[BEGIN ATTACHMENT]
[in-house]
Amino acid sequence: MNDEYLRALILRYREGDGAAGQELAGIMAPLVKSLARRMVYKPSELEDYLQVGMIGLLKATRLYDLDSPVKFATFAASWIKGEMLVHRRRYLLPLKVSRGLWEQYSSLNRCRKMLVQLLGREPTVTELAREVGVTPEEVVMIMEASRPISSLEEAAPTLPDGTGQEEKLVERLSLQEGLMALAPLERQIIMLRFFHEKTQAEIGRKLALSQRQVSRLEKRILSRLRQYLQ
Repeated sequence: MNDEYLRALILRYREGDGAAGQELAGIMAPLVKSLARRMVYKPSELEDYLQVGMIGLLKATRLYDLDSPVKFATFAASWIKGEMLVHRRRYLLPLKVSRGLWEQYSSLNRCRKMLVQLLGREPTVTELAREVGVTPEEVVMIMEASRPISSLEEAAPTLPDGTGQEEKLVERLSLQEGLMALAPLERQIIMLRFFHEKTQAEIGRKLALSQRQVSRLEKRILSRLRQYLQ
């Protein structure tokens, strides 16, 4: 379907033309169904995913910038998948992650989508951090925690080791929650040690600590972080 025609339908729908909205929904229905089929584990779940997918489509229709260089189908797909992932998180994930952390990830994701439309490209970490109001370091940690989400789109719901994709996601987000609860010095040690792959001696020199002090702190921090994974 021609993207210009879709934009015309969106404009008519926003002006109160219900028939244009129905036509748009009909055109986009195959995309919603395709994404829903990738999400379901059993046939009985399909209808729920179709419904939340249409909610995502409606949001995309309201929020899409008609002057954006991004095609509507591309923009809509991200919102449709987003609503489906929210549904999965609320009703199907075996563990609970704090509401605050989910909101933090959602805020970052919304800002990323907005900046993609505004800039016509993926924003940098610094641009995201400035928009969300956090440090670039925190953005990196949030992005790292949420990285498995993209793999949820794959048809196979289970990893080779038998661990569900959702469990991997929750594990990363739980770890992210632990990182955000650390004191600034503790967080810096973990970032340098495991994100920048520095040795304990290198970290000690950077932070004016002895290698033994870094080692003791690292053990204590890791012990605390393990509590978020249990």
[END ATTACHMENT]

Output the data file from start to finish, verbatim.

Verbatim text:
[in-house]
Amino acid sequence: MNDEYLRALILRYREGDGAAGQELAGIMAPLVKSLARRMVYKPSELEDYLQVGMIGLLKATRLYDLDSPVKFATFAASWIKGEMLVHRRRYLLPLKVSRGLWEQYSSLNRCRKMLVQLLGREPTVTELAREVGVTPEEVVMIMEASRPISSLEEAAPTLPDGTGQEEKLVERLSLQEGLMALAPLERQIIMLRFFHEKTQAEIGRKLALSQRQVSRLEKRILSRLRQYLQ
Repeated sequence: MNDEYLRALILRYREGDGAAGQELAGIMAPLVKSLARRMVYKPSELEDYLQVGMIGLLKATRLYDLDSPVKFATFAASWIKGEMLVHRRRYLLPLKVSRGLWEQYSSLNRCRKMLVQLLGREPTVTELAREVGVTPEEVVMIMEASRPISSLEEAAPTLPDGTGQEEKLVERLSLQEGLMALAPLERQIIMLRFFHEKTQAEIGRKLALSQRQVSRLEKRILSRLRQYLQ
């Protein structure tokens, strides 16, 4: 379907033309169904995913910038998948992650989508951090925690080791929650040690600590972080 025609339908729908909205929904229905089929584990779940997918489509229709260089189908797909992932998180994930952390990830994701439309490209970490109001370091940690989400789109719901994709996601987000609860010095040690792959001696020199002090702190921090994974 021609993207210009879709934009015309969106404009008519926003002006109160219900028939244009129905036509748009009909055109986009195959995309919603395709994404829903990738999400379901059993046939009985399909209808729920179709419904939340249409909610995502409606949001995309309201929020899409008609002057954006991004095609509507591309923009809509991200919102449709987003609503489906929210549904999965609320009703199907075996563990609970704090509401605050989910909101933090959602805020970052919304800002990323907005900046993609505004800039016509993926924003940098610094641009995201400035928009969300956090440090670039925190953005990196949030992005790292949420990285498995993209793999949820794959048809196979289970990893080779038998661990569900959702469990991997929750594990990363739980770890992210632990990182955000650390004191600034503790967080810096973990970032340098495991994100920048520095040795304990290198970290000690950077932070004016002895290698033994870094080692003791690292053990204590890791012990605390393990509590978020249990």